Dutch App Store change complies with law, says Apple

Apple has written a letter arguing that the change it has offered in the Dutch App Store complies with the law, despite the fact that the antitrust regulator has rejected the proposal as ‘not serious.’

The latest development follows the European Union suggesting that Apple was happy to pay fines rather than properly comply with antitrust rules…


We’ve previously explained the background to the dispute:

Apple is facing antitrust pressure both at home and abroad in respect to its monopoly on the sale of iOS apps.

In the Netherlands, the company was told that it must allow alternative payment methods for dating apps in the country. The company reluctantly agreed, but made it as hard as possible for developers to take advantage of the fact.

“Developers will need to create and maintain a completely separate app binary which includes special entitlements, and is only made available in the Netherlands App Store […] As part of requesting the entitlement, applications must declare what payment processor they intend to use, purchase support URLs, and other information. ”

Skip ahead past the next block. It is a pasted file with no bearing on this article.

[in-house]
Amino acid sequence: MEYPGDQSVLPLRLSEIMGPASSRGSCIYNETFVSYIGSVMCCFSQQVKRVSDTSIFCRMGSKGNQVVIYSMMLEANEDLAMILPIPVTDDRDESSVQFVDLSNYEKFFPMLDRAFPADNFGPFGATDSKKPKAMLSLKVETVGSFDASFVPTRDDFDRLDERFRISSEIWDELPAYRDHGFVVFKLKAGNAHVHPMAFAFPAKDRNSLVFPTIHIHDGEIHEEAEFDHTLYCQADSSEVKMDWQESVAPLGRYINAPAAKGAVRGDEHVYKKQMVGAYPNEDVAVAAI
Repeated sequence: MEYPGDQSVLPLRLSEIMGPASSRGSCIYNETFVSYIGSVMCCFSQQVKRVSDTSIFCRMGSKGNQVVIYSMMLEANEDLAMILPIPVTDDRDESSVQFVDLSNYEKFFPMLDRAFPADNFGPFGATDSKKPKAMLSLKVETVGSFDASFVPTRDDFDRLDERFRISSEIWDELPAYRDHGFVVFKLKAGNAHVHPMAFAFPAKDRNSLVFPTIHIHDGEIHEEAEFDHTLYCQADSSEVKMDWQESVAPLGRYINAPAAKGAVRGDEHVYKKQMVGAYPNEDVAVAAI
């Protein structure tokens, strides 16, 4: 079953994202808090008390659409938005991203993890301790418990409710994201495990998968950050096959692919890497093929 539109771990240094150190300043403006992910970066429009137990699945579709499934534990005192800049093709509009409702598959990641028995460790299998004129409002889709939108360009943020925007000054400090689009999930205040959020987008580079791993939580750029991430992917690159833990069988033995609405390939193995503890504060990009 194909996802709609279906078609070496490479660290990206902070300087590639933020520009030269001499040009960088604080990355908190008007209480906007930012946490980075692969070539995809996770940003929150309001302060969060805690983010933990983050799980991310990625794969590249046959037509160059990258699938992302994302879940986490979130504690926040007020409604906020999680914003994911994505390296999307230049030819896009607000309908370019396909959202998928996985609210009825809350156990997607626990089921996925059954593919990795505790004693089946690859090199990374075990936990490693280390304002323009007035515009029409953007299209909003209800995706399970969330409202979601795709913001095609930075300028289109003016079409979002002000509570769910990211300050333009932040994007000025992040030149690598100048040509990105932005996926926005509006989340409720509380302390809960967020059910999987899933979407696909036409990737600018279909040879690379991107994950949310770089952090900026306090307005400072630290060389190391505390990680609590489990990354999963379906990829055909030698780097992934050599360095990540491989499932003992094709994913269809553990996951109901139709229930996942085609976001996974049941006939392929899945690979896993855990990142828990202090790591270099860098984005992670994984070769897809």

The company followed this by saying that developers would still have to pay a 27% commission if they used a third-party payment platform, making it more expensive to opt out than to stick with Apple. Dutch regulators responded by saying that this was not a “serious proposal” – and levied a fifth fine, taking the total to € 25M ($ 28M).

No sign of Apple compromise on Dutch App Store change

Despite the Dutch regulator rejecting Apple’s proposed change, Reuters reports that Apple has written a letter claiming that the company has complied with the law, and should not be subjected to further fines.

Apple argued in a letter to the Dutch consumer watchdog obtained by Reuters on Monday that it has complied with an order to open its App Store to alternative payment providers for dating apps in the Netherlands […]

The letter from Apple to the ACM dated Feb. 28 said the solution it has offered would require only a “minor technical change” with no additional costs.

Photo: Scott Graham / Unsplash

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Naveen Kumar

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